Steve Power 

Country Director, Mercy Corps

Interviewed by Julian Portilla, 2003

This rough transcript provides a text alternative to audio. We apologize for occasional errors and unintelligible sections (which are marked with ???).

Q: So you're in South Ossetia, where there's an independent state?

A: There's a state within a state. They had a civil conflict in Georgia, which is now a frozen conflict. There are peacekeepers between the South Ossetia regional border and the rest of Georgia, but the government has no remits within South Ossetia although it's part of the Georgian state and international boundary recognizes that. We haven't been able to work there yet because the South Ossetian authorities. We can't reach an agreement with them about the conditions under which we'll work.

And in terms of peacebuilding it's certainly a classic example of two things: one, there is enough parties in South Ossetia who have more to lose by peace than they have to gain from it, and they have an interest in maintaining this frozen conflict status. And secondly, that usually follows, and certainly does in this case, the governing elite are completely disconnected from the citizens they claim to represent, and undoubtedly the vast majority in South Ossetia would prefer to be much more integrated with Georgia. They would like to retain their ethnic group, not something that's being questioned anyway. But if they were integrated, there would be improvements in their lives.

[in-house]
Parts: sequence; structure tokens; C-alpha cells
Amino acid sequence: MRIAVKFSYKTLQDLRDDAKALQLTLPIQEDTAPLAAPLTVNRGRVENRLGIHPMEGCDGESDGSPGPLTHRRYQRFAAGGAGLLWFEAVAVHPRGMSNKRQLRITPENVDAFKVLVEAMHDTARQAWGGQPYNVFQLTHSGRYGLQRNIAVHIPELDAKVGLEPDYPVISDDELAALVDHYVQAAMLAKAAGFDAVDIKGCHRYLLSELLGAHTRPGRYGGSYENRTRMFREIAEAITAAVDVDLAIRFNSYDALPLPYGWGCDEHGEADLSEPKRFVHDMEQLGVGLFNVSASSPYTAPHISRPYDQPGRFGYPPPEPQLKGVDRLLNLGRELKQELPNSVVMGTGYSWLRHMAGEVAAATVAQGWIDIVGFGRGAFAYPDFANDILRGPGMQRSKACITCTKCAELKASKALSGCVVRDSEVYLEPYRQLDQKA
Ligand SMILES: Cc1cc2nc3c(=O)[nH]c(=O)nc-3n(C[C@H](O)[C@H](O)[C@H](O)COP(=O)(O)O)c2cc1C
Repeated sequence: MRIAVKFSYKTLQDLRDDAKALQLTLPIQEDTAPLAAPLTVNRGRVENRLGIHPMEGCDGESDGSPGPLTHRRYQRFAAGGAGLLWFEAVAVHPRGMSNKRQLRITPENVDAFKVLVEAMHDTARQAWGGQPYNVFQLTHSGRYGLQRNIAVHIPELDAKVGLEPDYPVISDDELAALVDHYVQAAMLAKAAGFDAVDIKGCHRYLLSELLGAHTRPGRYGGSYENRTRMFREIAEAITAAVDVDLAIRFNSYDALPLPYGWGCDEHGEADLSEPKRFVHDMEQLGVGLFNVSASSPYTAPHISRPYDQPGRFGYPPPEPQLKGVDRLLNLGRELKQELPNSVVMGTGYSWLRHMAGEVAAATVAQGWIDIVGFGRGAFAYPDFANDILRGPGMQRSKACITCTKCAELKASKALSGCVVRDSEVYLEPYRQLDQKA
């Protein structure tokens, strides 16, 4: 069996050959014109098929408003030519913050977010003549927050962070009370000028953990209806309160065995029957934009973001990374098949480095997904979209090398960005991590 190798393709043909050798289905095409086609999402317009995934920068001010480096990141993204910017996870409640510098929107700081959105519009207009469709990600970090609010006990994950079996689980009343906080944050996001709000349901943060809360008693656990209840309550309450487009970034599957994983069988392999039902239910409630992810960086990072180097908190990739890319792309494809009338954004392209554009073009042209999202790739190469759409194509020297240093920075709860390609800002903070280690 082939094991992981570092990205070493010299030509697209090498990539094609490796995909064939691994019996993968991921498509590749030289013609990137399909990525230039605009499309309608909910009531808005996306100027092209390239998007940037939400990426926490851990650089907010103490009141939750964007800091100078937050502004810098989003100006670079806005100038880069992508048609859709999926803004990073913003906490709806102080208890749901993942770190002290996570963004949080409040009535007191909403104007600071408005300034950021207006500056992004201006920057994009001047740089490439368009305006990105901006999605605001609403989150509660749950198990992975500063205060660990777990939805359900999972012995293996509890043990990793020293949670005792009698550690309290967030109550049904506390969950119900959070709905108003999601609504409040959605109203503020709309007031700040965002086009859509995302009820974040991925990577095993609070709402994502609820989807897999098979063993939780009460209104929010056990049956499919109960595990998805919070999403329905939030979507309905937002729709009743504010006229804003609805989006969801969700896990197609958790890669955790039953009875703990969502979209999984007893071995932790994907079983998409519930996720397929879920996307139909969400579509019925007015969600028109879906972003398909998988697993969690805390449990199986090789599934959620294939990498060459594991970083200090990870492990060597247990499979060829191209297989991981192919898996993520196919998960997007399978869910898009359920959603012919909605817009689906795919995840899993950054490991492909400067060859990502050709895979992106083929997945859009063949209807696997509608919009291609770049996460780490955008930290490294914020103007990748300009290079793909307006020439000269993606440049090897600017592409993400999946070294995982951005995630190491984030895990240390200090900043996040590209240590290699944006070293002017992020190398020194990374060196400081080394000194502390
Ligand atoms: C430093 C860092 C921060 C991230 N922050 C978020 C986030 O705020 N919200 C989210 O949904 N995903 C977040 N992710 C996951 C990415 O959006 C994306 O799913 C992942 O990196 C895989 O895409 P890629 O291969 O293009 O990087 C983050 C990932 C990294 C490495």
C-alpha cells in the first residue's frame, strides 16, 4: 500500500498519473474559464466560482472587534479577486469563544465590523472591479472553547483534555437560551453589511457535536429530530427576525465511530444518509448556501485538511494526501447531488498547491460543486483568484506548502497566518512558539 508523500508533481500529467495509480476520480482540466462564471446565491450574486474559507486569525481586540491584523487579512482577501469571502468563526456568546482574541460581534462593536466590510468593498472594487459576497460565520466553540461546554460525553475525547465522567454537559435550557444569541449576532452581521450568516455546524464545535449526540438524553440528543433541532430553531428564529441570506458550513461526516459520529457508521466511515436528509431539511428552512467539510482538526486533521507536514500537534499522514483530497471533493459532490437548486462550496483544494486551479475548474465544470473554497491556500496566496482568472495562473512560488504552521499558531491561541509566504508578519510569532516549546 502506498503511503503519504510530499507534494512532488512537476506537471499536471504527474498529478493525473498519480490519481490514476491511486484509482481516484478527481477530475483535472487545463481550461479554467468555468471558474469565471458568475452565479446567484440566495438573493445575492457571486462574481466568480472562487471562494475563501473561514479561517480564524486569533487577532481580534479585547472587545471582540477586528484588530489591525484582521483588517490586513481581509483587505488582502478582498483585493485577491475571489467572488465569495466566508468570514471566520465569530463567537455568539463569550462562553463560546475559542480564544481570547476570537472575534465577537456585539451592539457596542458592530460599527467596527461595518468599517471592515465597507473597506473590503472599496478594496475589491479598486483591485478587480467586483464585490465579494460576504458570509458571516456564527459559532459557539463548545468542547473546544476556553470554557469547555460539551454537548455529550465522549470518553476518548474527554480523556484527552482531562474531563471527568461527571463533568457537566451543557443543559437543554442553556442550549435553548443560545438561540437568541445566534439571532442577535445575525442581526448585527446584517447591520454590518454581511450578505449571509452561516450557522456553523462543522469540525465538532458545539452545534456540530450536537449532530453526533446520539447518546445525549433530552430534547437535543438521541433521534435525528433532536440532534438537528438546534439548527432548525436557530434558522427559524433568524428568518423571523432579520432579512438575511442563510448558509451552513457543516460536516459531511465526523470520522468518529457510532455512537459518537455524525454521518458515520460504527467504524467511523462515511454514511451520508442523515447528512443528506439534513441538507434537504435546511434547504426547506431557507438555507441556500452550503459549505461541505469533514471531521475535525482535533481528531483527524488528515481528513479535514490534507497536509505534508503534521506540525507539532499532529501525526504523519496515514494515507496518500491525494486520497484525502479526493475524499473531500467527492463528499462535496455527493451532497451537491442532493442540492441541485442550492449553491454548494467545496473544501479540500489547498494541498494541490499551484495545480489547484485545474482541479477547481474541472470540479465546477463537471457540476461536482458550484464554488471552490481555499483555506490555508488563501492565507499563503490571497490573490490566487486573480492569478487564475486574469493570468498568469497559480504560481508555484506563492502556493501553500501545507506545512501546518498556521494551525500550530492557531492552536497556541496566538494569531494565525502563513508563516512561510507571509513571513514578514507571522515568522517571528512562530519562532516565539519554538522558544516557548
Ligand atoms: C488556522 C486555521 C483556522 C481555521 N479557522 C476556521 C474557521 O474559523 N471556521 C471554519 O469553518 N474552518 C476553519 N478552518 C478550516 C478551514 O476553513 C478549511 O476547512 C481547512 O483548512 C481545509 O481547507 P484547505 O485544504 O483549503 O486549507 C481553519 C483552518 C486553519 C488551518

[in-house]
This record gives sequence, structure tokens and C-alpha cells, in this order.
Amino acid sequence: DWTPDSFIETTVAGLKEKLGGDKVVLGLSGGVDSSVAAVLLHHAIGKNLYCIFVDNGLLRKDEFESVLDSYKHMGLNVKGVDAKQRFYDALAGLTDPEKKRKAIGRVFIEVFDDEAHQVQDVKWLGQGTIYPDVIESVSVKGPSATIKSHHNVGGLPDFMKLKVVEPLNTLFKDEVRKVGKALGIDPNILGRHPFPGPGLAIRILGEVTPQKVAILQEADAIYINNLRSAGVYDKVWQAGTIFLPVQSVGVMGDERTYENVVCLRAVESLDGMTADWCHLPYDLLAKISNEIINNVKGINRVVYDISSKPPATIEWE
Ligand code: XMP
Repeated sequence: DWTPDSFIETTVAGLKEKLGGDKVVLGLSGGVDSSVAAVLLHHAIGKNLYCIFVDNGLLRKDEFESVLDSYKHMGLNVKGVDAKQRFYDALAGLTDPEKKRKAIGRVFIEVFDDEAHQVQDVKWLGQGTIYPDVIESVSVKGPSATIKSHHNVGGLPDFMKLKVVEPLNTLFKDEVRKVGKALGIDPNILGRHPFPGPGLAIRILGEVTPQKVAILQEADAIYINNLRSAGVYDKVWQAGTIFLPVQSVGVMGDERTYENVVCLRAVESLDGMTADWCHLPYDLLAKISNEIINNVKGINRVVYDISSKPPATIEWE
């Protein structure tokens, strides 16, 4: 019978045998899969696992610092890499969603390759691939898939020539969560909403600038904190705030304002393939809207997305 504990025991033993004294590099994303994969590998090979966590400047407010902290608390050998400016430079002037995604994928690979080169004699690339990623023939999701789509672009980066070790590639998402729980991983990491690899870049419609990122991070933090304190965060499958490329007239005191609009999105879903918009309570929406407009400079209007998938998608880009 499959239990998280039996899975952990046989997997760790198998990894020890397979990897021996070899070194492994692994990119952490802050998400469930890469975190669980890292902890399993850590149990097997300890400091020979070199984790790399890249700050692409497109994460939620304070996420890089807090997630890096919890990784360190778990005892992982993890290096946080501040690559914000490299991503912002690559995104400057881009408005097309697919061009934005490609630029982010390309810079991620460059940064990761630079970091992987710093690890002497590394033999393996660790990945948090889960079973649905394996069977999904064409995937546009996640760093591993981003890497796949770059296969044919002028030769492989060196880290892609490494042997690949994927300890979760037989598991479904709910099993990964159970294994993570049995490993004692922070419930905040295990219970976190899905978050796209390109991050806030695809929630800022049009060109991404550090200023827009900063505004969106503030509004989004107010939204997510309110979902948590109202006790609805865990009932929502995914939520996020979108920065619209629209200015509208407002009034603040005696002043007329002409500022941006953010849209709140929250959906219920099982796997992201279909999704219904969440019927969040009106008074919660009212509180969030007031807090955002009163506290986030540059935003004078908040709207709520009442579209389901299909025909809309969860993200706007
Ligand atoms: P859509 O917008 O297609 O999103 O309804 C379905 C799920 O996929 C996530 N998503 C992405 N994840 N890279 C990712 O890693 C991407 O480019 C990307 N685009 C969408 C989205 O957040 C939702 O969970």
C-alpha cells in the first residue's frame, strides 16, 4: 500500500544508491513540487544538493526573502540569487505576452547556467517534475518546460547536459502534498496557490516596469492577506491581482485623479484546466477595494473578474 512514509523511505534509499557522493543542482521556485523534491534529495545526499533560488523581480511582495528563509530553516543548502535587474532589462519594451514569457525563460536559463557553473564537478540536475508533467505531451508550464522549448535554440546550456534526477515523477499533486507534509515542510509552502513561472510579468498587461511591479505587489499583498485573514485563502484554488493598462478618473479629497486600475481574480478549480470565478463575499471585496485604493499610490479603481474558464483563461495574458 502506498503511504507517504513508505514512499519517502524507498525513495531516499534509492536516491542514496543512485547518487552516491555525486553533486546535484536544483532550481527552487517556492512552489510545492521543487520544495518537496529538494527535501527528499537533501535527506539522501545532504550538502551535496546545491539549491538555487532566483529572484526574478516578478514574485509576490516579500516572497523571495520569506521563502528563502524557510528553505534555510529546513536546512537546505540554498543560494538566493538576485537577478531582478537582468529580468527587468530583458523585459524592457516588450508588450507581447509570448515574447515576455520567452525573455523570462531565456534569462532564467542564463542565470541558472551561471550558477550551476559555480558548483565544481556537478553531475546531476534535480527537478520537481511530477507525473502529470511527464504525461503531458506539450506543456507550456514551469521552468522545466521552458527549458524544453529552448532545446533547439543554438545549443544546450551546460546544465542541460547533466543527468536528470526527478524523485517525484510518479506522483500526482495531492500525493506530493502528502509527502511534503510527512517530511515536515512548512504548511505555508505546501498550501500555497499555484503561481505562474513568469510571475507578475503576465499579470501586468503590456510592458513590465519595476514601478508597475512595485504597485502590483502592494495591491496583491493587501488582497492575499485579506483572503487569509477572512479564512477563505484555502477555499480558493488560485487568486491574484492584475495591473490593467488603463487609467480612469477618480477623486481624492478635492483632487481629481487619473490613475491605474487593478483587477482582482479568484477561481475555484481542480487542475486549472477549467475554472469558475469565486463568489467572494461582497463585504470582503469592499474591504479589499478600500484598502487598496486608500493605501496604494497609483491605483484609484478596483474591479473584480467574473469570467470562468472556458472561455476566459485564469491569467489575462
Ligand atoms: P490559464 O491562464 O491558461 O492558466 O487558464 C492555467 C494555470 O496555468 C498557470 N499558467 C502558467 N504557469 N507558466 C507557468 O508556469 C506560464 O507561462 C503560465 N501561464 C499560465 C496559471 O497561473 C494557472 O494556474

Q: Is the pipeline running through South Ossetia?

A: No, the pipeline doesn't go through South Ossetia. It's a different area. There's no way they would put a pipeline through South Ossetia.

Q: Too unstable?

A: Well, as long as it isn't actually under the control of the Georgian government then you can't do that. It's very much this sort of frozen conflict. It's extremely difficult to get past the fixed agendas that people have. In crude terms, the amount of money some people are making from the current state of affairs gives them absolutely no incentive to change that. They maintain this sort of pariah state within a state for as long as they can. They will occasionally provoke small conflicts in case things are getting too peaceful, in case there is a sign of reconciliation then there might be another little skirmish. These are more robberies, there aren't skirmishes between the two countries, they've long since stopped that. Incidents that just raise tensions a little bit, and for us it's a frustration because we haven't been able to get that first foot in the door to start promoting an alternative model of things.

It's tempting to think that at least some people in the South Ossetian authorities understand that if there is an alternative model promoted, then there will be more questions because Mercy Corps is essentially about promoting civil society, secure and just and productive communities, peaceful communities. Therefore, if we are doing that, then it will question the foundations for this frozen conflict, because we'll be promoting the idea that there is no need for the frozen conflict to remain, especially when they've stopped shooting at each other, so what's left is a sort of a skeleton that does nobody any good. That's one of our failures. We haven't managed to negotiate a way to start working there.